On Conference Preparation Time…

Jokes aside, I don’t prepare my conference talks the night before.  I took a week off of work to prepare my linux.conf.au talk this year (two weeks before the conference, and I still spent a couple of work days in the week after completing it).  That kind of spontaneity takes preparation!

Here’s a rough calculator of preparation time for an LCA-style talk.  Make sure you finish at least a week before, to allow slippage!

Preparation Time for Standard Talk (~45 minutes)

If you have given it before:

  • If you were happy with it and not changing it: 15 minutes to re-check, change conference name and date.
  • If you were happy with it and changing it slightly: +1 hour for a complete run-through.
  • If you were a little unhappy with it, but content will not change: +5 hours for reviewing previous video and googling for feedback and taking notes, then running through changed sections twice and complete run-through once.

Prior work:

  • If you’re not the world expert on what you’re talking about, allow at least a week of research time.
  • If the topic is vague allow at least a month of mulling time, where the topic sits in your brain.  For longer periods I recommend jotting down your ideas.  (I did this for an entire year before my OLS keynote, and I knitted a theme from the contents of that text file full of thoughts and examples).
  • One hour to a day to plan your talk structure: what are your main points, what’s the extra magic?

Writing the talk:

  • 10 minutes per basic slide.  Usually I’d expect 25 slides, so say 4 hours.
  • 30 minutes per diagram (five minutes of this will be trying to figure out if you really need a diagram: you probably do!).  I’d expect five to ten diagrams, so say 5 hours.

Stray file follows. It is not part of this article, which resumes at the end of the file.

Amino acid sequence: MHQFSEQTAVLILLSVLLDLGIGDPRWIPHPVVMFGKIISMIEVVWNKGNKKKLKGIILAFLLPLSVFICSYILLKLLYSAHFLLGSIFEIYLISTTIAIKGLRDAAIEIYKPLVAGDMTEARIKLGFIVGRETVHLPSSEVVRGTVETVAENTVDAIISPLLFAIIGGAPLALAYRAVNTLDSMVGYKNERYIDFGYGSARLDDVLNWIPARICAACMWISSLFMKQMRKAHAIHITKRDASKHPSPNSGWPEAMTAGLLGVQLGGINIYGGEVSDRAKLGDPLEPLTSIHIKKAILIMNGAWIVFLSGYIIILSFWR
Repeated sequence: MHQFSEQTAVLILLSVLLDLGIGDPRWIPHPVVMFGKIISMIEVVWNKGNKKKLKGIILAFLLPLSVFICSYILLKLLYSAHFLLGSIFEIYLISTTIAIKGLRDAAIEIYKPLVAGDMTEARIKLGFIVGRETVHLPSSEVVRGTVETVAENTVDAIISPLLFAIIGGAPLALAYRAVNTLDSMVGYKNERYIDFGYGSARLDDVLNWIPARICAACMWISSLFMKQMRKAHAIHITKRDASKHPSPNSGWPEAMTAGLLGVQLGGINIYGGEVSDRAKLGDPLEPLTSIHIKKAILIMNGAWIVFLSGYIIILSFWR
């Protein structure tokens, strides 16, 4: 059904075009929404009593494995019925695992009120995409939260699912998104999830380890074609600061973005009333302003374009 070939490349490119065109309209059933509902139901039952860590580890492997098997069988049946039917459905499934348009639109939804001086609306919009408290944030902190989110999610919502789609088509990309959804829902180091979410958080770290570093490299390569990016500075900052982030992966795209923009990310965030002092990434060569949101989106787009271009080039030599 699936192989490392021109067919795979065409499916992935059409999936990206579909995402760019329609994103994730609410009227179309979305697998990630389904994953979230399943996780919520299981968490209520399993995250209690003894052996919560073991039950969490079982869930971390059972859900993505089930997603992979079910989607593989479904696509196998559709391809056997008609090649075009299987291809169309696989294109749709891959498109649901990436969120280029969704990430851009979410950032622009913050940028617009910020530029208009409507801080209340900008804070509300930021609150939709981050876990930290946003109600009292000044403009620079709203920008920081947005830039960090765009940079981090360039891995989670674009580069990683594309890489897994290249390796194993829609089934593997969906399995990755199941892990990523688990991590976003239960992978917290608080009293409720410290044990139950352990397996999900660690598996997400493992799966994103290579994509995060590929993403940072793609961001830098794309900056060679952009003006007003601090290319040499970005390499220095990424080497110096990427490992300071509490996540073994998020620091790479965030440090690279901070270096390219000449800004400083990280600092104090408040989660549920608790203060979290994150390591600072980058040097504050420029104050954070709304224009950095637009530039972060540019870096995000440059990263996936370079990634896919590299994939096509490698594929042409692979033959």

• Five hours per demo.  Not just setting it up in the first place, but making it robust and repeatable and practicing switching to and from your presentation adds time.
  • Two hours per run-through (since you tend to stop and mod the first few times).  You’ll want at least one more of these than you have time for, but I’d expect 8 hours for this.

Additional overheads:

  • Using new software: +4 hours if you’re on your own, +1 hour if you have an expert available.
  • Any project work where you have to document the steps for your talk: double your normal project time for the overhead, to ensure it’s comprehensible and maximally useful to the audience (vs. works).
  • Any new presentation technique you haven’t used before, add 4 hours for two additional run-throughs.

Preparation Time for A Tutorial (~1.5 hours)

Similar calculations, but you’ll have many more demos so it’ll be more than twice as long.  The real killer is that you have to practice timings with real people who are similar to your target audience.  This means in addition to everything else, you’ll want to give it for some local group at least twice, because there’s no way you can know what the timing will be like until you’ve done that.  Say +2 hours to organize the practice sessions, and +6 hours to run them (this includes transport, setup, testing and time overruns for each one).

Testing Time

Testing time happens standing in the venue, at the podium with your setup ready to go.  I allow 5 minutes for video setup.  If you’ve not presented on the laptop before, +15 minutes.  If you’re not always running 1024×768, +10 minutes.  If you want audio, +5 minutes. If you have a video to show, +5 minutes. If you have an interactive demo, +5 minutes to find a practice volunteer, +20 minutes to run through the demo with them.

In general, allow half your testing time the day before (ie. you’ll need to access the venue), the rest in the space before your talk.

An Example

So, this gives a preparation time for my LCA 2011 talk as:

  • 1 day planning.
  • 6 hours for 35 basic slides.
  • 2 hours for 4 diagrams.
  • 15 hours for 3 demos.
  • 8 hours for run-throughs.
  • 4 hours for messing with svgslides, even though I didn’t really use it in the end.
  • 3 days for coding up the example project, and documenting that code.
  • 4 hours for additional run-throughs because I hadn’t presented using a side-bar and emacs before.

Giving a total time of of 71 hours (assuming 8 hour days).  That’s probably about right.  And the required 30+ minutes of testing time explains why I didn’t end up having people telnet into my laptop for the demos; if I’d tested that the day before, we might have been able to organize something.

Summary of “Advanced C Coding For Fun!”